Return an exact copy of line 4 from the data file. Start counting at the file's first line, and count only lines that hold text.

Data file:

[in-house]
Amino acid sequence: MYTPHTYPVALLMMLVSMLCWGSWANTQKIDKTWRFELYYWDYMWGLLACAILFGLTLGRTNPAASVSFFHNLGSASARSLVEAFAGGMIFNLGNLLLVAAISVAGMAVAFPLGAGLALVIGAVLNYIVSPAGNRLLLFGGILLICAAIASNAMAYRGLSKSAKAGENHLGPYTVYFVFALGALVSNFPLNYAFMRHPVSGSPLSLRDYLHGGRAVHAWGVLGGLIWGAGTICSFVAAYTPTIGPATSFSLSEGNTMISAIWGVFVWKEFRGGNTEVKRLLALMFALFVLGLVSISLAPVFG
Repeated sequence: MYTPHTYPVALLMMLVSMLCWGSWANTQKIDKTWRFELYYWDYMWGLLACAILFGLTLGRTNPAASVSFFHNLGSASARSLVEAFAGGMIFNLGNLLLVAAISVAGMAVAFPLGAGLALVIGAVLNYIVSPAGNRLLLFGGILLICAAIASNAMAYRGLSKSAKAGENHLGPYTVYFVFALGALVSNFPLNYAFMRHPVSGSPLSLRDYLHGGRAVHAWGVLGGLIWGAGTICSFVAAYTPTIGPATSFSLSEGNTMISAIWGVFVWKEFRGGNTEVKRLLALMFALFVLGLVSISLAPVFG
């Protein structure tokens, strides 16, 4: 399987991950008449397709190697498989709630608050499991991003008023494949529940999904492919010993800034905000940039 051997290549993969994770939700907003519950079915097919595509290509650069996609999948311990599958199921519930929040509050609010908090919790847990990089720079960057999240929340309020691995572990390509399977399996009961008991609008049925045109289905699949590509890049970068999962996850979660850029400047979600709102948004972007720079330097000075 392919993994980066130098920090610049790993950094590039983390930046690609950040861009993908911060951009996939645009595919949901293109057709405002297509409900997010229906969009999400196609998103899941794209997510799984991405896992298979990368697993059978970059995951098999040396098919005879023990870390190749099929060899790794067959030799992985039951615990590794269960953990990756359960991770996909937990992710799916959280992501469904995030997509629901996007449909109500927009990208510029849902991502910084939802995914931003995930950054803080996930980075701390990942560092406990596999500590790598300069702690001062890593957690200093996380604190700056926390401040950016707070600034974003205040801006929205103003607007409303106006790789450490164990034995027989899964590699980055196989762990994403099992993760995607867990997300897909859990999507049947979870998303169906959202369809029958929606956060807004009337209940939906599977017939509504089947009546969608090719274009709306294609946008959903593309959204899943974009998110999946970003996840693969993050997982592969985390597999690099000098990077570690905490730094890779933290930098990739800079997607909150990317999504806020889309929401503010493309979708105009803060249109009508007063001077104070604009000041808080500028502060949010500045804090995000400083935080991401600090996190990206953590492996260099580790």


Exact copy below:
């Protein structure tokens, strides 16, 4: 399987991950008449397709190697498989709630608050499991991003008023494949529940999904492919010993800034905000940039 051997290549993969994770939700907003519950079915097919595509290509650069996609999948311990599958199921519930929040509050609010908090919790847990990089720079960057999240929340309020691995572990390509399977399996009961008991609008049925045109289905699949590509890049970068999962996850979660850029400047979600709102948004972007720079330097000075 392919993994980066130098920090610049790993950094590039983390930046690609950040861009993908911060951009996939645009595919949901293109057709405002297509409900997010229906969009999400196609998103899941794209997510799984991405896992298979990368697993059978970059995951098999040396098919005879023990870390190749099929060899790794067959030799992985039951615990590794269960953990990756359960991770996909937990992710799916959280992501469904995030997509629901996007449909109500927009990208510029849902991502910084939802995914931003995930950054803080996930980075701390990942560092406990596999500590790598300069702690001062890593957690200093996380604190700056926390401040950016707070600034974003205040801006929205103003607007409303106006790789450490164990034995027989899964590699980055196989762990994403099992993760995607867990997300897909859990999507049947979870998303169906959202369809029958929606956060807004009337209940939906599977017939509504089947009546969608090719274009709306294609946008959903593309959204899943974009998110999946970003996840693969993050997982592969985390597999690099000098990077570690905490730094890779933290930098990739800079997607909150990317999504806020889309929401503010493309979708105009803060249109009508007063001077104070604009000041808080500028502060949010500045804090995000400083935080991401600090996190990206953590492996260099580790």